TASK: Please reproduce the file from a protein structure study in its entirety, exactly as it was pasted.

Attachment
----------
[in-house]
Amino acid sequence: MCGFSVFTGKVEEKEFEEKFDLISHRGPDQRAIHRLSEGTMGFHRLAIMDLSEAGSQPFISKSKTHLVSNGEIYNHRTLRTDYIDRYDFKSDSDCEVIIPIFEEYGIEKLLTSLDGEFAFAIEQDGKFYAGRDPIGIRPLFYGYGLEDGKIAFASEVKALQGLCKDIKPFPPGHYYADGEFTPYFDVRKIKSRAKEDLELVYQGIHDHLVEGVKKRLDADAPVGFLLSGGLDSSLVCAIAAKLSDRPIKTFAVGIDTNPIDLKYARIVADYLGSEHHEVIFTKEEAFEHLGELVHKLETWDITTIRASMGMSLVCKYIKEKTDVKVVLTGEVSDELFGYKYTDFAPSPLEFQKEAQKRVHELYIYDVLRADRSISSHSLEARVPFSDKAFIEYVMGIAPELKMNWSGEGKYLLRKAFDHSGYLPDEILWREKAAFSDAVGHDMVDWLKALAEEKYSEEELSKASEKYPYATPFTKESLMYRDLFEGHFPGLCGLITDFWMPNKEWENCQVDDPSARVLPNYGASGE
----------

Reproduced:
[in-house]
Amino acid sequence: MCGFSVFTGKVEEKEFEEKFDLISHRGPDQRAIHRLSEGTMGFHRLAIMDLSEAGSQPFISKSKTHLVSNGEIYNHRTLRTDYIDRYDFKSDSDCEVIIPIFEEYGIEKLLTSLDGEFAFAIEQDGKFYAGRDPIGIRPLFYGYGLEDGKIAFASEVKALQGLCKDIKPFPPGHYYADGEFTPYFDVRKIKSRAKEDLELVYQGIHDHLVEGVKKRLDADAPVGFLLSGGLDSSLVCAIAAKLSDRPIKTFAVGIDTNPIDLKYARIVADYLGSEHHEVIFTKEEAFEHLGELVHKLETWDITTIRASMGMSLVCKYIKEKTDVKVVLTGEVSDELFGYKYTDFAPSPLEFQKEAQKRVHELYIYDVLRADRSISSHSLEARVPFSDKAFIEYVMGIAPELKMNWSGEGKYLLRKAFDHSGYLPDEILWREKAAFSDAVGHDMVDWLKALAEEKYSEEELSKASEKYPYATPFTKESLMYRDLFEGHFPGLCGLITDFWMPNKEWENCQVDDPSARVLPNYGASGE